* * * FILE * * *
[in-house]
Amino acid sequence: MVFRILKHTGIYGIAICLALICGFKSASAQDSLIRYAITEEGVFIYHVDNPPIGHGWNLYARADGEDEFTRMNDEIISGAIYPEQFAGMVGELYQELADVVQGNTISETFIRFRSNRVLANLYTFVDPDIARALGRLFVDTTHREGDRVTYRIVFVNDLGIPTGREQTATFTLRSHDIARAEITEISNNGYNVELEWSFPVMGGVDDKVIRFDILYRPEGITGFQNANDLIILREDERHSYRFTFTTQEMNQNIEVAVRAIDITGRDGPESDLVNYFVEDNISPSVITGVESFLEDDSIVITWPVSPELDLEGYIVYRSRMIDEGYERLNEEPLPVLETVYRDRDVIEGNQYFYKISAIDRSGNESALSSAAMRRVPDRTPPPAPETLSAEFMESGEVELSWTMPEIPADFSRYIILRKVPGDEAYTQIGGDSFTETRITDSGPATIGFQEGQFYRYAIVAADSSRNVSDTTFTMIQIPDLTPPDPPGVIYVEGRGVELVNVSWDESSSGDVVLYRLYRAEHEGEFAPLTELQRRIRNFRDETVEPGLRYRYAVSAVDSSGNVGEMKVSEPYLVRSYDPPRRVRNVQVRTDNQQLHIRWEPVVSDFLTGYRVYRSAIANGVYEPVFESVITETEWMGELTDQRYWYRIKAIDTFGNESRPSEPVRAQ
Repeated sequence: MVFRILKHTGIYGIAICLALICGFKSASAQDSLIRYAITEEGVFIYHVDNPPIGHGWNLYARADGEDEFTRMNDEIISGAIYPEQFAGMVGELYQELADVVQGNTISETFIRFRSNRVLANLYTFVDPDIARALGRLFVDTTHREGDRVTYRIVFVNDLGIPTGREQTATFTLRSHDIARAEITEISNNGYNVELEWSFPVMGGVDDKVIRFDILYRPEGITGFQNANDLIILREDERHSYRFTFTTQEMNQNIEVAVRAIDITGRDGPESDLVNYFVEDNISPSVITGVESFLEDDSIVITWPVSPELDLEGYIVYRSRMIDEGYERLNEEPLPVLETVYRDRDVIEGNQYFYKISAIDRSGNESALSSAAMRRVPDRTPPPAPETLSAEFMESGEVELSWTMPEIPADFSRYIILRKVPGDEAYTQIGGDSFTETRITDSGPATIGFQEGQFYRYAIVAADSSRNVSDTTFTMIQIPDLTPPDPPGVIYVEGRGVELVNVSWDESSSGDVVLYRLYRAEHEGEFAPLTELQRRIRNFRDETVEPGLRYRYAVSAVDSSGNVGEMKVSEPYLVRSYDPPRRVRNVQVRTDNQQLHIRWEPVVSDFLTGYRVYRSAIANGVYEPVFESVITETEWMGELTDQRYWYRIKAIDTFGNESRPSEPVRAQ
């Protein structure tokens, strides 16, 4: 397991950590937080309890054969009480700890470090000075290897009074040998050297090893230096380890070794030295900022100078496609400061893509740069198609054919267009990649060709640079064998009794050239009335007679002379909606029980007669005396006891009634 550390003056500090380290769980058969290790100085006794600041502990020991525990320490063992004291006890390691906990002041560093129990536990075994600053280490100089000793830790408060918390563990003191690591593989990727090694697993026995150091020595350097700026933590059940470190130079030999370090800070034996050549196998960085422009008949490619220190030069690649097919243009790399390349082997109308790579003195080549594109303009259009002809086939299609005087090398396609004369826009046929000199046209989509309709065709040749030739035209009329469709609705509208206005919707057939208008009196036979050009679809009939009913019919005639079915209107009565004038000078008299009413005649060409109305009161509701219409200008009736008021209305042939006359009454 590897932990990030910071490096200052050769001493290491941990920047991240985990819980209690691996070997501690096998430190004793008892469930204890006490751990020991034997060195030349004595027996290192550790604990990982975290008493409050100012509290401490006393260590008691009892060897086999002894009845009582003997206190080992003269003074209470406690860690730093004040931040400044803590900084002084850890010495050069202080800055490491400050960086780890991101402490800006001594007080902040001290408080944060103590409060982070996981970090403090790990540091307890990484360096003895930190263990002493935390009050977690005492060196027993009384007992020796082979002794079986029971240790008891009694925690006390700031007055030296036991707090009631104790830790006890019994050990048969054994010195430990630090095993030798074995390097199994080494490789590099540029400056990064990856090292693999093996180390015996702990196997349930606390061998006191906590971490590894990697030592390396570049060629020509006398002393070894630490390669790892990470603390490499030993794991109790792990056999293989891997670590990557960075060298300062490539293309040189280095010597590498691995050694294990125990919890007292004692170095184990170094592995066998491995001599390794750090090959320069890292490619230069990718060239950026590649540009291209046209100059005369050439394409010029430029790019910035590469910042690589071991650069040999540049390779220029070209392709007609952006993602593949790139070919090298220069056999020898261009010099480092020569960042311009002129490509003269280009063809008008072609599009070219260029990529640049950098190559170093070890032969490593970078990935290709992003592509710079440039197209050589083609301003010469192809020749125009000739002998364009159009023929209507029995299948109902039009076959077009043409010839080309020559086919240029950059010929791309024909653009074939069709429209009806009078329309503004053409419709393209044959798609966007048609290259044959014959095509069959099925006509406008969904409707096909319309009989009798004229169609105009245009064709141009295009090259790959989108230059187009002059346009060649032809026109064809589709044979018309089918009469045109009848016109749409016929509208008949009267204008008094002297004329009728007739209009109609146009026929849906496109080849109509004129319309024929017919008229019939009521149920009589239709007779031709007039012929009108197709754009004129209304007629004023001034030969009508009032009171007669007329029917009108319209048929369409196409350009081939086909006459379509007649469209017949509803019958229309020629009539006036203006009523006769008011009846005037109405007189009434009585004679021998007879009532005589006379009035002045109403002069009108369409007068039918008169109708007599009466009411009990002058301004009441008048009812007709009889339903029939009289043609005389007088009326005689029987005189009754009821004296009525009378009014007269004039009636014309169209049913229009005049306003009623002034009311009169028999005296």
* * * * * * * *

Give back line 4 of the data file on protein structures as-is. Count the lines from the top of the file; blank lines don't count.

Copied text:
């Protein structure tokens, strides 16, 4: 397991950590937080309890054969009480700890470090000075290897009074040998050297090893230096380890070794030295900022100078496609400061893509740069198609054919267009990649060709640079064998009794050239009335007679002379909606029980007669005396006891009634 550390003056500090380290769980058969290790100085006794600041502990020991525990320490063992004291006890390691906990002041560093129990536990075994600053280490100089000793830790408060918390563990003191690591593989990727090694697993026995150091020595350097700026933590059940470190130079030999370090800070034996050549196998960085422009008949490619220190030069690649097919243009790399390349082997109308790579003195080549594109303009259009002809086939299609005087090398396609004369826009046929000199046209989509309709065709040749030739035209009329469709609705509208206005919707057939208008009196036979050009679809009939009913019919005639079915209107009565004038000078008299009413005649060409109305009161509701219409200008009736008021209305042939006359009454 590897932990990030910071490096200052050769001493290491941990920047991240985990819980209690691996070997501690096998430190004793008892469930204890006490751990020991034997060195030349004595027996290192550790604990990982975290008493409050100012509290401490006393260590008691009892060897086999002894009845009582003997206190080992003269003074209470406690860690730093004040931040400044803590900084002084850890010495050069202080800055490491400050960086780890991101402490800006001594007080902040001290408080944060103590409060982070996981970090403090790990540091307890990484360096003895930190263990002493935390009050977690005492060196027993009384007992020796082979002794079986029971240790008891009694925690006390700031007055030296036991707090009631104790830790006890019994050990048969054994010195430990630090095993030798074995390097199994080494490789590099540029400056990064990856090292693999093996180390015996702990196997349930606390061998006191906590971490590894990697030592390396570049060629020509006398002393070894630490390669790892990470603390490499030993794991109790792990056999293989891997670590990557960075060298300062490539293309040189280095010597590498691995050694294990125990919890007292004692170095184990170094592995066998491995001599390794750090090959320069890292490619230069990718060239950026590649540009291209046209100059005369050439394409010029430029790019910035590469910042690589071991650069040999540049390779220029070209392709007609952006993602593949790139070919090298220069056999020898261009010099480092020569960042311009002129490509003269280009063809008008072609599009070219260029990529640049950098190559170093070890032969490593970078990935290709992003592509710079440039197209050589083609301003010469192809020749125009000739002998364009159009023929209507029995299948109902039009076959077009043409010839080309020559086919240029950059010929791309024909653009074939069709429209009806009078329309503004053409419709393209044959798609966007048609290259044959014959095509069959099925006509406008969904409707096909319309009989009798004229169609105009245009064709141009295009090259790959989108230059187009002059346009060649032809026109064809589709044979018309089918009469045109009848016109749409016929509208008949009267204008008094002297004329009728007739209009109609146009026929849906496109080849109509004129319309024929017919008229019939009521149920009589239709007779031709007039012929009108197709754009004129209304007629004023001034030969009508009032009171007669007329029917009108319209048929369409196409350009081939086909006459379509007649469209017949509803019958229309020629009539006036203006009523006769008011009846005037109405007189009434009585004679021998007879009532005589006379009035002045109403002069009108369409007068039918008169109708007599009466009411009990002058301004009441008048009812007709009889339903029939009289043609005389007088009326005689029987005189009754009821004296009525009378009014007269004039009636014309169209049913229009005049306003009623002034009311009169028999005296």